Psalm 10 – Speed

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Psalm photos

This past weekend, I took my boys to Indianapolis for one of the practice/qualifying dates at the Indy 500.  It was awesome to hear and feel the sound and power of the cars as they flew by on the track.  I also, of course, was taking lots of pictures and my initial plan was to just want to try to see about how to capture a car in perfect focus as it was going by at 200+ mph.  After a few of those, I realized that there was something missing in the pictures I was taking.  As I previewed them, yes they were in focus and clear, but they looked pretty much like they were parked on the track rather than speeding by.  So, I slowed down my shutter speed to see what I would capture and sure enough, it became a much more interesting (at least to me) picture – while the car itself isn’t “clear”, where its going and how fast its going is obvious in the bottom picture.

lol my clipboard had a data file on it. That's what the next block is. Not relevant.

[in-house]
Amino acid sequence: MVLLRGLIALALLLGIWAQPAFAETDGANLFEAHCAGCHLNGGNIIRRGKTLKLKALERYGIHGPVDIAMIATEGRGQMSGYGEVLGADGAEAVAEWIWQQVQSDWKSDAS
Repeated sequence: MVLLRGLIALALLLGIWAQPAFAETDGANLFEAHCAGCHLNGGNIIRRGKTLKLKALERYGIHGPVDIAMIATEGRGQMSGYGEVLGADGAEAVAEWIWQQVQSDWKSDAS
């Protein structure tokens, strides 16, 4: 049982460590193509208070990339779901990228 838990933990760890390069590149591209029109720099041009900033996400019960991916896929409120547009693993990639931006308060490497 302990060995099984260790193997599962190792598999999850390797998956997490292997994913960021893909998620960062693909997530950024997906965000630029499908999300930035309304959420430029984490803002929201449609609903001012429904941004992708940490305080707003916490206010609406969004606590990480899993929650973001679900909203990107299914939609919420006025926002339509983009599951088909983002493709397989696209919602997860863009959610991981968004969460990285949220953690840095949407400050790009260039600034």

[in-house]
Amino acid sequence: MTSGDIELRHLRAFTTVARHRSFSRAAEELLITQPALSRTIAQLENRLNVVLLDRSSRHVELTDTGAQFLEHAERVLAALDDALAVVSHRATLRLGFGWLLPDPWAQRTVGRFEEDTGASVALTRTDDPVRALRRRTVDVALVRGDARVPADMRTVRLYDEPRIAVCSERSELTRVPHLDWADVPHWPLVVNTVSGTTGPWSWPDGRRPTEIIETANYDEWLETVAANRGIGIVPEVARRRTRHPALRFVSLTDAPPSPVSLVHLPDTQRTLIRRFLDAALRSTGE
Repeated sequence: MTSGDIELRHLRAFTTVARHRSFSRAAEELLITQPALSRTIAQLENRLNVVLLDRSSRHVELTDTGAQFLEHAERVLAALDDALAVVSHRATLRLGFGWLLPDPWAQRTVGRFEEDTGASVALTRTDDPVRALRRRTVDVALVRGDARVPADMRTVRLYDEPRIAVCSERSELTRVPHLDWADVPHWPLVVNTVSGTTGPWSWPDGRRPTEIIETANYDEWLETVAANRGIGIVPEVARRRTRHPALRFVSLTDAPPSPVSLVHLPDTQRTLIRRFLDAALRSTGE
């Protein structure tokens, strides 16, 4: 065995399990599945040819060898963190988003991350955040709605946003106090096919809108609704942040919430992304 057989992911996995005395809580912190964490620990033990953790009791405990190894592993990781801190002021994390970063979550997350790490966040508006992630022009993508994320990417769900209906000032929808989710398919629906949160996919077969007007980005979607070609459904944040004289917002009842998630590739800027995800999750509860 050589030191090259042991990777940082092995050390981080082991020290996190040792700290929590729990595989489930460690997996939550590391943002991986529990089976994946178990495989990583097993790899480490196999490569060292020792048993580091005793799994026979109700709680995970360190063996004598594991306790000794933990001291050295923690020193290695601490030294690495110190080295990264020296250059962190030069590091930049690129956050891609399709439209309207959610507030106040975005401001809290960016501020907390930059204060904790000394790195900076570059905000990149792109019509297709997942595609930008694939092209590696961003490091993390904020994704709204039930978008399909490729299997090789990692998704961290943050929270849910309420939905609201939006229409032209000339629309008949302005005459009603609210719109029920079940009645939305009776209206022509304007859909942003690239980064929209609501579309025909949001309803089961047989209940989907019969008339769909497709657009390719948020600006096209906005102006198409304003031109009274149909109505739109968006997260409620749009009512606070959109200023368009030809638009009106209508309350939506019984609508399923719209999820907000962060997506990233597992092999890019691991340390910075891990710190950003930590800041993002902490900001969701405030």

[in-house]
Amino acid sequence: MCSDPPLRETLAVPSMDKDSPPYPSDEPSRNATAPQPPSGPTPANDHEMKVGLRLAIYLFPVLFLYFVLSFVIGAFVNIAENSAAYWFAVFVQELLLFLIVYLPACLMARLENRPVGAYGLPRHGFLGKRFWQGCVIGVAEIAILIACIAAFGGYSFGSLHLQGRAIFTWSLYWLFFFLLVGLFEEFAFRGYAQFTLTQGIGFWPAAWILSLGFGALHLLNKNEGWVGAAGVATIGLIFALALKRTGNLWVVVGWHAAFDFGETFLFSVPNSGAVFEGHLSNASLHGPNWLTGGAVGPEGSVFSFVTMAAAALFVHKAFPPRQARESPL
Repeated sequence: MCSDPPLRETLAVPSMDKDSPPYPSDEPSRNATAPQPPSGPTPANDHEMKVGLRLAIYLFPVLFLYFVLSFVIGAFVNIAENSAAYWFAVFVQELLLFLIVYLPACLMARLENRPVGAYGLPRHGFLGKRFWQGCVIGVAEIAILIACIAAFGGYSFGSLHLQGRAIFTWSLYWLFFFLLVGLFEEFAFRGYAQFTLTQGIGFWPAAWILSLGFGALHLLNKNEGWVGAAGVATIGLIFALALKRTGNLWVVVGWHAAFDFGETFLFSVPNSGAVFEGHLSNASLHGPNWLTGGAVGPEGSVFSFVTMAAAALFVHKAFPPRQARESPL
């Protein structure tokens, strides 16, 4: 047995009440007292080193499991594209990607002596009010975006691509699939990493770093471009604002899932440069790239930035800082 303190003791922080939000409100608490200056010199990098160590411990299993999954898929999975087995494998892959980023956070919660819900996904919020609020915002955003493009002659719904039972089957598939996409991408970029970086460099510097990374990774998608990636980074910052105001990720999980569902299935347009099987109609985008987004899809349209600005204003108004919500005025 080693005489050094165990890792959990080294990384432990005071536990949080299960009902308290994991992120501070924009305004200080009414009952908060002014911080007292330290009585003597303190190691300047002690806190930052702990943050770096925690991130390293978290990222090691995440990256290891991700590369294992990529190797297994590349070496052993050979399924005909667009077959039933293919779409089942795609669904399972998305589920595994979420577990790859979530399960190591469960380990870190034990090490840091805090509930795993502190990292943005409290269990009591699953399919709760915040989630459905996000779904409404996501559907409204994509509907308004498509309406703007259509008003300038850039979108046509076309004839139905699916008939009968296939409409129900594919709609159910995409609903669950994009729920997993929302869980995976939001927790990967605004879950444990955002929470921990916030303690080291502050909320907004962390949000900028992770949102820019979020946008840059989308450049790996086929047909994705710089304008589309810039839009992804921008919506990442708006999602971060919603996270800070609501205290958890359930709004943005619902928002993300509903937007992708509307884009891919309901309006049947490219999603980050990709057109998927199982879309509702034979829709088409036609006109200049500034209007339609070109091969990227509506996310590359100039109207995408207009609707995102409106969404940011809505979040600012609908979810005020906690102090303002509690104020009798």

Psalm 10 has a bit of this feeling for me.  If you take just one small piece of the Psalm, you miss the flow and movement of the whole thing.  If you just take the first part, it sounds like it is only a lament about where God is in the midst of suffering.  If you take just the middle, it sounds like one wishing the worst upon enemies.  If you take just the ending, you miss the challenges that have come before that are the foundation for the final closing words.

I am growing in my spiritual life to look not just at the moments and seeking static moments of connection wtih God, but instead taking in the process, the relationship, the movement that takes place over time.  It may not feel quite as clear as when I look at how I felt in a specific moment, but it has a greater depth and a greater sense of meaning for me.  In this way, I can be like the Psalmist in Psalm 10 – going from one very different place to another to yet another and it is all a part of one story.

I expeirenced this even in my prayer times this week.  I have been using a short statement from Richard Rohr’s email earlier in the week about being saved by grace as a phrase to “enter into silence” (Rohr’s words).  When I started using that on Monday, it felt like I was trying to be too quick in saying the words as I slowly and meditatively breathed – it didn’t work.  It was only when I slowed down the phrase to match my breathing that I was able to enter into a place of quiet where I could speak and listen to God in prayer.

Even as life might be moving fast, slow down and take in the movement of God.

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